The first section talks about the author's introduction to RPGs coming at a time -- and/or in specific groups -- where saying "No!" was common. This experience echoes throughout the RPG field in many ways, and while rarely codified, it's much talked about in game theory forums. I'll simply add that Puckett does a great job of describing why and how Cortex Plus as a whole embraces the "Say Yes" style of gaming, where players have authorial power over the story elements of gameplay (in the form of Plot Points) and how turning "No!" into "Yes, but..." or "Yes, and..." speaks much better to the play style of Cortex Plus as a whole.

The second section explains that the core conceit of Fantasy Heroic Roleplaying is the "Heroic" part, and that the levels of fantasy -- low fantasy sword & sandals stuff all the way up to grand, epic Final Fantasy-style flying ships and cities and summoning gods -- are malleable. A default level of fantasy (D&D-ish, high-ish fantasy) is certainly established in the rules for Fantasy Heroic, but this book does offer hints and tips on playing with that portion of the game's conceits, which is great discussion for folks that maybe don't have a wide breadth of RPG play experiences and maybe don't know how to dial certain things up or down. Either way, it promotes open discussion between players and GM at all points of the decision-making process, from initial prep and throughout play.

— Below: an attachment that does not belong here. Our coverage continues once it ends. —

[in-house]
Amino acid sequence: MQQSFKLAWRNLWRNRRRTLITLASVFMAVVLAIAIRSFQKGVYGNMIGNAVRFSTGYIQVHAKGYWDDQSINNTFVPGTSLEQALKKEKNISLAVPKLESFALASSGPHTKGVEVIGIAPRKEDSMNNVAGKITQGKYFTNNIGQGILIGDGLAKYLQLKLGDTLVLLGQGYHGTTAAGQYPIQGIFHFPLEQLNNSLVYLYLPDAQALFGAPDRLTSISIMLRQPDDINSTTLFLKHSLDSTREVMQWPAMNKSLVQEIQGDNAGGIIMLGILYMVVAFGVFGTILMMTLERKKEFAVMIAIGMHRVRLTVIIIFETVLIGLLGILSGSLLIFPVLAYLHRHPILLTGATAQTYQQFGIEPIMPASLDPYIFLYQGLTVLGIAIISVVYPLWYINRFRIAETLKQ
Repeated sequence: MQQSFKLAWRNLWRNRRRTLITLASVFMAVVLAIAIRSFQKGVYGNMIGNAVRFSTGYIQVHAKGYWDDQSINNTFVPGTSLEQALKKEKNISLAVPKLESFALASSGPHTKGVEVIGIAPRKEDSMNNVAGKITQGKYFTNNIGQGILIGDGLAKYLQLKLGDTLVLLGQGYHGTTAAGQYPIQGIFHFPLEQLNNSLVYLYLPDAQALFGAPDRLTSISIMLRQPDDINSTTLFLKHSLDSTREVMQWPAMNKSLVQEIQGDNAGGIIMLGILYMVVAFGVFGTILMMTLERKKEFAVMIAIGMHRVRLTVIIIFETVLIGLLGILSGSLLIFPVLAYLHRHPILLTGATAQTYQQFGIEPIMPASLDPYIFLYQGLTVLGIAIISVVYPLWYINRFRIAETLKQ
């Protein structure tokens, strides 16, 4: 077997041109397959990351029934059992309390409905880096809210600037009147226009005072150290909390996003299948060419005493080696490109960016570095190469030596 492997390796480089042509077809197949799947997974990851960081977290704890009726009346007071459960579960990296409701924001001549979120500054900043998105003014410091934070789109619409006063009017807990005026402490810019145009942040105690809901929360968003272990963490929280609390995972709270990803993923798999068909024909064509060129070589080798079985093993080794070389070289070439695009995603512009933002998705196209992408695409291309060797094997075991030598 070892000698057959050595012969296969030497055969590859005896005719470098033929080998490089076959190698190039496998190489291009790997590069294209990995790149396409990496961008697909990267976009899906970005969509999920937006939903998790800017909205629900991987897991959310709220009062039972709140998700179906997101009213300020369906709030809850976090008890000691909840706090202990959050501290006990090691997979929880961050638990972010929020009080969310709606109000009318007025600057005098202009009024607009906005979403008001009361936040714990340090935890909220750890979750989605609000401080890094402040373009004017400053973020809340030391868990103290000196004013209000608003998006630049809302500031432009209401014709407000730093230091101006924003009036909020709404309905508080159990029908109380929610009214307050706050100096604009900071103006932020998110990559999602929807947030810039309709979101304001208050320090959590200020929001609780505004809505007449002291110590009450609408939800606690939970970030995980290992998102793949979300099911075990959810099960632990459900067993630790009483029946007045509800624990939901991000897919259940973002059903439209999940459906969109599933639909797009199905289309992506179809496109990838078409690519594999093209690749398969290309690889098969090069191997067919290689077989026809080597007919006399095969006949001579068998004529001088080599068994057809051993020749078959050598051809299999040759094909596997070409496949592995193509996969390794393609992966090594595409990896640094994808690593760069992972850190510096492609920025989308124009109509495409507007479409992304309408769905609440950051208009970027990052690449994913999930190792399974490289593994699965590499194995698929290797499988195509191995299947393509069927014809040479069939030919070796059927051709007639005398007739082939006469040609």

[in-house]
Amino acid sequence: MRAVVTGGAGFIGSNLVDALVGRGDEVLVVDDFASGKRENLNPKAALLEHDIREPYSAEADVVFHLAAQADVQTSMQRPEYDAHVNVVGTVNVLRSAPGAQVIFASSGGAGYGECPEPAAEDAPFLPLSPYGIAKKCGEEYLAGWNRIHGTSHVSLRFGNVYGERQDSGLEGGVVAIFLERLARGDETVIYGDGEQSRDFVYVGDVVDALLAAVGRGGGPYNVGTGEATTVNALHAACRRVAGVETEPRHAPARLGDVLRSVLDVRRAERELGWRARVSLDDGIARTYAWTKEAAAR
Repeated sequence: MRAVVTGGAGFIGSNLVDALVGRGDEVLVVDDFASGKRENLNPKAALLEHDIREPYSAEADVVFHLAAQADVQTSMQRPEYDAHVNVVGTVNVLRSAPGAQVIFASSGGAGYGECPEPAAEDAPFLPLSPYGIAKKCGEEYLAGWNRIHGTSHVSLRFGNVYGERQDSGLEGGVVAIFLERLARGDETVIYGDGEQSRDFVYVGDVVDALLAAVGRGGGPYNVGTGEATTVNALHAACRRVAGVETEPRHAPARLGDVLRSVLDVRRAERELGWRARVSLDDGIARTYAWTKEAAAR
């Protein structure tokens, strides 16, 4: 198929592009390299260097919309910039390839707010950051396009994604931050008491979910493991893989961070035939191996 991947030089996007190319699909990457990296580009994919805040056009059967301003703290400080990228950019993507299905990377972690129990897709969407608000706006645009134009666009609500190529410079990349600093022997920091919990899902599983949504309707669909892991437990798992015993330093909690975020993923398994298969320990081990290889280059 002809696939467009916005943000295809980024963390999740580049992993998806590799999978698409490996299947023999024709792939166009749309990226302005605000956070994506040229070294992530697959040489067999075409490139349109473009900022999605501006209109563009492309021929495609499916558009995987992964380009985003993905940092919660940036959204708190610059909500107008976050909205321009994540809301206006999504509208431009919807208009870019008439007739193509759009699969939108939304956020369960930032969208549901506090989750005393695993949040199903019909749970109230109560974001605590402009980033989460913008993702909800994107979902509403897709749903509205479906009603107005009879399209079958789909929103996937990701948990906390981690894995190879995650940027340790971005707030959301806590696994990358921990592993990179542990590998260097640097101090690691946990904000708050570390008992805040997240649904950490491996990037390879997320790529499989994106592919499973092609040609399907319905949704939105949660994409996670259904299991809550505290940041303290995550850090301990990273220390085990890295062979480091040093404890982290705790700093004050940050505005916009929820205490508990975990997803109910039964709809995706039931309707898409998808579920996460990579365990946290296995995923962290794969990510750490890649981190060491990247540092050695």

Chapter 1: Character Options provides new Background Power Sets (which are strictly all new playable races), new Class Power Sets (covering additional D&D classes not seen in the Hacker's Guide as well as many new ones informed by console video gaming and other fantasy RPGs), and 10 generic packages of Milestones.

The Background and Class Power Sets are great additions, all of them balanced to the existing ones based on a design rubric that Puckett pulled directly from the Hacker's Guide and spells out in the next chapter. Admittedly, there are a couple areas where the rules of this get "broken" ever so slightly, but these spots are never in a manner that seems like it would unbalance play, and more importantly, they are pretty clear when they crop up. Especially persnickety GMs and Players will easily find this stuff and tweak it to their wants and needs. Each Power Set comes with the the core features (a few Powers generally rated D6-D8), an SFX or two, and a Limit or two. Every single one also gets an Advancements section with suggested Traits (usually Powers) to add as characters gain new abilities, and several more SFX (and a Limit or two when it makes sense).